I was basically brought up in my parents’ Chinese Malaysian restaurant in Mooroopna near Shepparton. All my sisters and I worked there. We joke about it, but it was a bit like child labour – like I was a baby bringing out the lemon chicken from the kitchen!
The restaurant was our second home. We would sleep there when Mum and Dad were working, play Barbies on mattresses, and fight over who had to take the order to the customers because we wanted to watch Home and Away! Later on, I’d be constantly interrupted from my studies when the beeper would go off. But we just made it happen.
SPC was down the road so we had a lot of factory workers come in, and also a lot of people from the cricket club. And on some days my whole school would come to the restaurant as a ‘cultural experience’. It was quite surreal. Around 200 students would sit down and Mum and Dad would come out and put the food on the lazy susans and then after we ate we’d all get on the bus and go back to school. It was hard as a teenager. Sometimes I’d have a crush on someone and when they came in, Mum would be screaming at me in Chinese through the intercom. I’d just try to serve them and be cool!
I got bullied in both primary and high school. At a very young age, kids thought that I was Japanese and said things like, ‘You bombed us.’ Later, even my friends would joke about me being Asian. How I dealt with it was with comedy, by constantly being the jokester. I ended up developing a thick skin.
After I left uni, I tried improvised comedy for a few years. I now work as a Communications Specialist at Melbourne University, but I’m also a painter, and have sold my designs on bags and shirts. I’m kind of a multi-disciplined artist, as they say.
I still experience racism and ignorance. Not long ago, I was riding to work and a roadworker said, ‘Konnichiwa’ to me. So I rode back and said, ‘I’m bloody Australian mate!’
But even though there are challenges, overall I like to see being Chinese Australian Malaysian as a blessing in disguise. It’s made me more passionate about certain issues; it’s changed the way I see the world; and it’s made me grateful to be able to experience cultures dynamically. Nowadays I’m really grateful for the person that I have become.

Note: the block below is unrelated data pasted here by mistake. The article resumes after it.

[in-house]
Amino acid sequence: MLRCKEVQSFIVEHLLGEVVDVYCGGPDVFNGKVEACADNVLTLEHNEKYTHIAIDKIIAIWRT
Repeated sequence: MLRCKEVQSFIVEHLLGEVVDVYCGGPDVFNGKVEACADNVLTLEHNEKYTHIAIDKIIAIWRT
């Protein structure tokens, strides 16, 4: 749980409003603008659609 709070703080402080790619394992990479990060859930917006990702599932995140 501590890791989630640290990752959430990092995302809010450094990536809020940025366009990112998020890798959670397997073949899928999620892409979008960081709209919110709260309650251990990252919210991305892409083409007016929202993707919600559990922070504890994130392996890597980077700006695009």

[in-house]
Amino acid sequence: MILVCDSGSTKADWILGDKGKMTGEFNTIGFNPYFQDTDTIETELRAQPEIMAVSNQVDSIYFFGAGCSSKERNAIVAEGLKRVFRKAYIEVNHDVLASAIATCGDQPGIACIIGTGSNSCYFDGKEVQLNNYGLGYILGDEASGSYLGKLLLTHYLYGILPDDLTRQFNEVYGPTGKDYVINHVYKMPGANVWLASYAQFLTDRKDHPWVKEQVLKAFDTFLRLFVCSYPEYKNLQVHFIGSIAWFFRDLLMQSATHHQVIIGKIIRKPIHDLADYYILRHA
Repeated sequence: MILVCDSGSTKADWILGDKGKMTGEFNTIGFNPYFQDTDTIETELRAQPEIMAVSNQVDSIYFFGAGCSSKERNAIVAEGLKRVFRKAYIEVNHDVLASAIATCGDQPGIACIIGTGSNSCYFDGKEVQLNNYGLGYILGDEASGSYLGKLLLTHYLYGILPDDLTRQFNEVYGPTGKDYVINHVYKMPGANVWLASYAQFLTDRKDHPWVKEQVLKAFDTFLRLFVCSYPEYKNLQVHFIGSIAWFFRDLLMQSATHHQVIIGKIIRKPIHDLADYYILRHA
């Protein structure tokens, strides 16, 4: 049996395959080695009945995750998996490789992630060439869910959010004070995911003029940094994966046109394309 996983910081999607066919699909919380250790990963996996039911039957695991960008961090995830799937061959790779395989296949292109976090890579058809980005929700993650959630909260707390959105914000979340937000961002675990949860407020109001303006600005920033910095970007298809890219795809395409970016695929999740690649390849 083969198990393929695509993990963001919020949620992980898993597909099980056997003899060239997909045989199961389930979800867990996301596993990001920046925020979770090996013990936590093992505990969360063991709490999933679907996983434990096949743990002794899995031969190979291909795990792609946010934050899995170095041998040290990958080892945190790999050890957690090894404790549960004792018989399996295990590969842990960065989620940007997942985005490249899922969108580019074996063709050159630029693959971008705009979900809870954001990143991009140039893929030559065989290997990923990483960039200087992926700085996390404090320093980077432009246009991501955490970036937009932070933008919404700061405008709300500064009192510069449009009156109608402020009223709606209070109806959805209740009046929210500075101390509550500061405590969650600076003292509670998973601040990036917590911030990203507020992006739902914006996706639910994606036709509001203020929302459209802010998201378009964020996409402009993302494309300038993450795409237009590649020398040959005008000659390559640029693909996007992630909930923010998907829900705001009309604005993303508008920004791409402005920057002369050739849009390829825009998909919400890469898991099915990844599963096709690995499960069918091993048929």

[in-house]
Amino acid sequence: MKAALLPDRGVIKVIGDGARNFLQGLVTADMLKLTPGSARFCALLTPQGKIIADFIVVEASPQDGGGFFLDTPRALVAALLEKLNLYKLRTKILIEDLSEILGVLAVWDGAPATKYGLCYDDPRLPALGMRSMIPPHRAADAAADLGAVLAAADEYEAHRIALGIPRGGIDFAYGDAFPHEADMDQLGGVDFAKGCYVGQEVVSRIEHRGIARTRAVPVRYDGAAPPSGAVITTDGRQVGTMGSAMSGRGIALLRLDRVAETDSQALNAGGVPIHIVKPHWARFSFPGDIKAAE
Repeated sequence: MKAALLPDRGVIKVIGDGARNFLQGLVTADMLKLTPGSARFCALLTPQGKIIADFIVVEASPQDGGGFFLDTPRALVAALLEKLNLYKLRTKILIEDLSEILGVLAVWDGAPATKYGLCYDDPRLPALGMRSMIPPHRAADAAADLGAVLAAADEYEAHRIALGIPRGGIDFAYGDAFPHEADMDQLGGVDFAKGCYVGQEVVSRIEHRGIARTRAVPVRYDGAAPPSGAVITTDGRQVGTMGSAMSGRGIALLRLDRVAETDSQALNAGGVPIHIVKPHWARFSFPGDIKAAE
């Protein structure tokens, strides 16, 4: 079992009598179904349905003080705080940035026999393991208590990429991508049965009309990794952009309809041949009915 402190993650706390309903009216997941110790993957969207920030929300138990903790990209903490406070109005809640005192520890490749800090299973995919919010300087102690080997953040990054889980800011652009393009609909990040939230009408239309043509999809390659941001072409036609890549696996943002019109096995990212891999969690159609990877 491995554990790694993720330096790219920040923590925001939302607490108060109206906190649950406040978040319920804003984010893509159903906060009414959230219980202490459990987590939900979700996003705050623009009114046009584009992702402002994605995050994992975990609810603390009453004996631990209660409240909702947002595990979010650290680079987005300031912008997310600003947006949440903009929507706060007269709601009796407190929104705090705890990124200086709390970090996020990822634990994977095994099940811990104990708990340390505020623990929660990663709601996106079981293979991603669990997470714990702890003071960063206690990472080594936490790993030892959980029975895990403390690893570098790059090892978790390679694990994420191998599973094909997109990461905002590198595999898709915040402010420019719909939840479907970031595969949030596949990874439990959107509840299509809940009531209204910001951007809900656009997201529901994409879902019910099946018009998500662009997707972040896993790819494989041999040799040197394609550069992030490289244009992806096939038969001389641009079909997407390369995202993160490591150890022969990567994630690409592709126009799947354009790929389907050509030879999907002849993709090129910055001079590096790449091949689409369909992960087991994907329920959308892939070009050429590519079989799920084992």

My family had the restaurant for 22 years. It wasn’t always easy. But it was a huge part of my life. The beautiful thing is that we sold it to my mum’s best friend, and there are still old family heirlooms there. Sometimes I go back, and all these memories come back to me, of the ugly brown stairs I ran up and down a thousand times, of the hours I spent folding napkins and ironing tablecloths, of the red lanterns on the top level that I’d jump up and touch as a kid. It was a place of hard work, but it was also a place of family and togetherness.
When people ask me, ‘Where are you from’, I wonder what they want to know, about being a country girl from Shepparton, or about my Chinese Malaysian background?
Sometimes I like to just say, ‘I’m Angeline.’ I’m me. I’m Angeline and I’m human.
Born in Australia
Parents born in Malaysia
Photographer: Courtney Guthrie: www.halflight.net
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I’m bloody Australian mate! You go girl ????
Beautiful story and a strong lady! Well done you!
Love your “I’m Australian bloody mate” Angeline.
Gail Johnston-Want did you eat here?
Born in Australia, to Australians indeed.
I grew up in a fish and chip shop, totally understand the embarrassment of the crush coming in
Best restaurant, we often got takeaways on Friday night as kids!
Great story ! What a wonderful life so far !
Lovely story. Gorgeous young woman!!! May your future continue to be blessed ????
I was a baby bringing out the lemon chicken ????
What a beautiful story x
So good for our stories to be told